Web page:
1.3 proposals (was: Re: [SDL] LoadLibrary analogous function?)

John R. Hall overcode at lokigames.com
Wed Aug 29 19:31:02 PDT 2001


On Wednesday, August 29, 2001, at 07:15 PM, Standa Opichal wrote:

> On Wed, 29 Aug 2001, winterlion wrote:
>
>> [clip]
>>> I'd like to see the multidriver (portable) keykodes. The SDLK_ constants
>>> should be the scancode ekvivalents immutable with driver/platform 
>>> chages.
>>> There should be other API to get the character code of the key pressed
>>> (these are two differrent things). Now the SDLK_ returned changes e.g.
>>> with keyboard layout which is not good e.g. for emulator or games.
>>
>> May not be possible.  Actually I suspect it isn't...  scancodes are
>> hardware-dependant and so are what keys present.  It also somewhat varies
>> with language...  and then there's the weird keyboards like the main one 
>> I
>> use (Microsoft Natural Pro USB) which has about 19 extra keys and the
>> Chinese one I play with from time to time.  (no extra keys but almost
>> every key lists 3-4 characters more than the standard).  There's the
>> European keyboards, which tend to occasionally move scancodes around, and
>> who can forget Dvorak? :)
>
> Well, Xes (X windows) does this pretty well, doesn't they?
> I think Xes does have "multikeyboard" scancodes. I think there should be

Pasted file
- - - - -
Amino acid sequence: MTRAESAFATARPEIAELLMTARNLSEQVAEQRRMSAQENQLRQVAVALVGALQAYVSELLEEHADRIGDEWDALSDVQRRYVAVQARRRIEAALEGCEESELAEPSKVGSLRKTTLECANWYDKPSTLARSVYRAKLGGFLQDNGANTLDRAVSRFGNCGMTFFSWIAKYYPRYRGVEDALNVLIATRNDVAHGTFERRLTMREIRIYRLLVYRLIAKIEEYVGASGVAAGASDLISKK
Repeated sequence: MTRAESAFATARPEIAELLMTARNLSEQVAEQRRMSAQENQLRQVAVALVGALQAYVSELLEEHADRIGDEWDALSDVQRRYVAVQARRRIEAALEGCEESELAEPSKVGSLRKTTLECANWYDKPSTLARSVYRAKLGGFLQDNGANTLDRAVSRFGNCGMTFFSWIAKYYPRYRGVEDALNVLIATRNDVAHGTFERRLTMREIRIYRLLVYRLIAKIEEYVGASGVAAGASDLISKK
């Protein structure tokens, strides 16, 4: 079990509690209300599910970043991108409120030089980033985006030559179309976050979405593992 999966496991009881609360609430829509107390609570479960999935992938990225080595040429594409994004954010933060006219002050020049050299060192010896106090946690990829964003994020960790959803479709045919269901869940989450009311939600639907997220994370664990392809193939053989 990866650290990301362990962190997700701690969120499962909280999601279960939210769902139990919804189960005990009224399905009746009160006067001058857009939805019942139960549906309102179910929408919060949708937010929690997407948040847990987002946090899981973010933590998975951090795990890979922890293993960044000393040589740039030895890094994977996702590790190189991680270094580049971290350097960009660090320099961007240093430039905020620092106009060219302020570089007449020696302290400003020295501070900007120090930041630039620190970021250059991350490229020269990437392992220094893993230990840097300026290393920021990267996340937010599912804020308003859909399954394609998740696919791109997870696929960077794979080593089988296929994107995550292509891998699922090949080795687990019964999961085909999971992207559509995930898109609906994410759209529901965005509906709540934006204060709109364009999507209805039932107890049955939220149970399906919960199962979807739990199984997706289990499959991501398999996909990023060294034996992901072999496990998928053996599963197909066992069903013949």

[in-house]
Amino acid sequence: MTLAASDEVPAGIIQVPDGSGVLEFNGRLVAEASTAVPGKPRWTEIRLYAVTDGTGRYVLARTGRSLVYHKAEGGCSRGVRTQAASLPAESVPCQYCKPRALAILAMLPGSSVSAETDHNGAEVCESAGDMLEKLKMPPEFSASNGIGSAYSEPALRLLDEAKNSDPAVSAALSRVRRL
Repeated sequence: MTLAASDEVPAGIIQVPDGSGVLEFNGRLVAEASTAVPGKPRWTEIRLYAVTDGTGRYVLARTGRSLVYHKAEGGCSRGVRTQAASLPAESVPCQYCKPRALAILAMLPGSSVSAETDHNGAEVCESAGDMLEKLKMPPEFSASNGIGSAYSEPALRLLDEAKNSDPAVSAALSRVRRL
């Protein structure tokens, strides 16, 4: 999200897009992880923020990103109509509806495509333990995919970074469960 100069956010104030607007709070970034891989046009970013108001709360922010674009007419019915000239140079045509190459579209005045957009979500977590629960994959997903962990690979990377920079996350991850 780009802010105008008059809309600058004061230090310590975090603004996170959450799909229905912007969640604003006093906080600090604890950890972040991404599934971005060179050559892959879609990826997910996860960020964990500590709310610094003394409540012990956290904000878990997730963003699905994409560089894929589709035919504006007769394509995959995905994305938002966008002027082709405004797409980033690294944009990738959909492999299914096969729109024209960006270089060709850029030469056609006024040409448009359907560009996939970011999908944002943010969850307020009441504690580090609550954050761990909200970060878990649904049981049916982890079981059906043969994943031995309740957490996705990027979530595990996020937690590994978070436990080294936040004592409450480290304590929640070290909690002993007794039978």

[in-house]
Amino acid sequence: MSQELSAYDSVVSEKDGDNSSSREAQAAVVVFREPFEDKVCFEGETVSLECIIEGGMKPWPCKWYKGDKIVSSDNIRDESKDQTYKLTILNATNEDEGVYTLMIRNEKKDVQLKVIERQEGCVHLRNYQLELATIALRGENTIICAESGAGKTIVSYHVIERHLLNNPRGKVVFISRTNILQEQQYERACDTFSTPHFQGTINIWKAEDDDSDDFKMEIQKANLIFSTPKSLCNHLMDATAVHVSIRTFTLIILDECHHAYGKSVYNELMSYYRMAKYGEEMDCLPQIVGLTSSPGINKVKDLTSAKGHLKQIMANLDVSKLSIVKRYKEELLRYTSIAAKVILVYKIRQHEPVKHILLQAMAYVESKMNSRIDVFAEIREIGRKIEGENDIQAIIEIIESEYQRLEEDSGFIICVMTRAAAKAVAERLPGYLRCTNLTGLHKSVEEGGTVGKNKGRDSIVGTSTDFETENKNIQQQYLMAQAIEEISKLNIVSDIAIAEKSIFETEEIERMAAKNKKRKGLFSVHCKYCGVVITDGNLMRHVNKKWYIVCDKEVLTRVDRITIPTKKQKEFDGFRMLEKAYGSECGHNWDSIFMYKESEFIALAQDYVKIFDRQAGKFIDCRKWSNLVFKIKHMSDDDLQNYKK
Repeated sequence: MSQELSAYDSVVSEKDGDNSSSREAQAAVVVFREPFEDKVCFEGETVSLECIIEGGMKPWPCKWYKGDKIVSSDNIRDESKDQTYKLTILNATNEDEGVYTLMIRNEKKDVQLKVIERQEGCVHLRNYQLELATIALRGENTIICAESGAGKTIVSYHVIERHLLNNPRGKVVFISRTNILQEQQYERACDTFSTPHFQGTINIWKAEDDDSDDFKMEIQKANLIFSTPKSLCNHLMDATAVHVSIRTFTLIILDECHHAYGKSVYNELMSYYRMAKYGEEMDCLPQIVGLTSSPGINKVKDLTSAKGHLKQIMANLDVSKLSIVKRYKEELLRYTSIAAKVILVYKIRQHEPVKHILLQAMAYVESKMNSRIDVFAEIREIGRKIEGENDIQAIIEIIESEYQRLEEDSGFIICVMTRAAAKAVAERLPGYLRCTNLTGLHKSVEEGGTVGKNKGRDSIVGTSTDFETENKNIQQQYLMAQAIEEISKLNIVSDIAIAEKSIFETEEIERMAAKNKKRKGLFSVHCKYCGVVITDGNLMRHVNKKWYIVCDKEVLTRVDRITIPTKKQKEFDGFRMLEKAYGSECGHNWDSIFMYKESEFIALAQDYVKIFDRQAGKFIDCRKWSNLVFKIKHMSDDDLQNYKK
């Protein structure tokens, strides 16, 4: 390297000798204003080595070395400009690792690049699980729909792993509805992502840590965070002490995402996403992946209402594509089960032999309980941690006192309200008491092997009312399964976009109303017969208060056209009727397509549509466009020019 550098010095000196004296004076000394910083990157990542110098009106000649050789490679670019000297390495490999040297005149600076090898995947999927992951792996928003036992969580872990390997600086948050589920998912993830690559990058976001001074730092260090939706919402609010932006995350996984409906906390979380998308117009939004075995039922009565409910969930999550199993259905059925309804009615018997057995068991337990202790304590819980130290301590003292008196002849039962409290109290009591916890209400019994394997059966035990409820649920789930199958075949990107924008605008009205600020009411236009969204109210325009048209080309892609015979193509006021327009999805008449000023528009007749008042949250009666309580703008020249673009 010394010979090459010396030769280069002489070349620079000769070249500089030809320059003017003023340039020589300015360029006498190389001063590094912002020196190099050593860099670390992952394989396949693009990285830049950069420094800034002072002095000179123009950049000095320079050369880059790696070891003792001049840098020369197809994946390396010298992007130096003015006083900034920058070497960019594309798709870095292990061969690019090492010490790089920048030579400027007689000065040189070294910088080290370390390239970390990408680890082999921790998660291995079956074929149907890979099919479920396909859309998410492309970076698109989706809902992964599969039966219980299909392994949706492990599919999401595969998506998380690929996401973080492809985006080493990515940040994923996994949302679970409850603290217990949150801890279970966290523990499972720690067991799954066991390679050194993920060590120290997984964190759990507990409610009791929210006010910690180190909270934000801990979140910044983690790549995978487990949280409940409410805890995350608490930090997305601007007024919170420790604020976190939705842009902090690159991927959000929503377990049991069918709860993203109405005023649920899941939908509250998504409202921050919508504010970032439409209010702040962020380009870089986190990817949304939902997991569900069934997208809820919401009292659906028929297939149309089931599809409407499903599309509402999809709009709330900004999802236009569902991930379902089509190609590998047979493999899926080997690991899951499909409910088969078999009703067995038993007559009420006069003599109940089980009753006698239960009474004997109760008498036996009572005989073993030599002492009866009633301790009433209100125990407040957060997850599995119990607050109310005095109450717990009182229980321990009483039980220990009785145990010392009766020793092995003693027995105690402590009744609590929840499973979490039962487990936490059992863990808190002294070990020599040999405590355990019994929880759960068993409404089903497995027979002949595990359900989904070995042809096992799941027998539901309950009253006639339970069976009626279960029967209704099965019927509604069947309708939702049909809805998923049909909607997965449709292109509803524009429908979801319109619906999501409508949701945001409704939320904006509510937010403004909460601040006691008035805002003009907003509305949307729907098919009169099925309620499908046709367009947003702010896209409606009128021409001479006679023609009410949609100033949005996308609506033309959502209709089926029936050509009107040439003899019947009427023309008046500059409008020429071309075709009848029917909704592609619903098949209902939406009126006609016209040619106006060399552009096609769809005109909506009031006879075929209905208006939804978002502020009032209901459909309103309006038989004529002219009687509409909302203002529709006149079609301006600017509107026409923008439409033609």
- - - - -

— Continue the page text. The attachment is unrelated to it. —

> as many SDLK_ s as there exists particular keys on all keyboards. The
> scancodes conversion should do the OS, doesn't it? Another conversion does
> Xes.
> BTW: There was a thread a month ago where someone agreed with this
> proposal.

For what it's worth: There are several layers of keyboard code mapping.

kscan codes - physical scancodes reported by the keyboard to the 
controller over the serial link. You never see these, but if you really 
wanted to, you could get them if you knew where to look.
scancodes - somewhat system-dependent multi-byte codes reported by the 
hardware to the OS.
keycodes - 8-bit codes reported by the kernel in raw or mediumraw modes. 
High bit is press/release, lower 7 bits are the key number. This is where 
keymaps come in. Note that the X Window System IGNORES keycodes entirely 
and performs its own scancode processing. This is why console keymaps don'
t have any effect in X. There are also 8 bits of modifier flags, to handle 
shift, alt, control, and various international keys.

If I recall correctly, the SDLK_ constants map to keycodes. SDL queries 
the kernel for the meaning of keycodes to handle internationalization.

Chapter 8 of Programming Linux Games discusses this whole mess.

-John

--
John R. Hall |  Overfull \brain has occurred while \learn is active
CS Student - Georgia Tech  |  Author - Programming Linux Games
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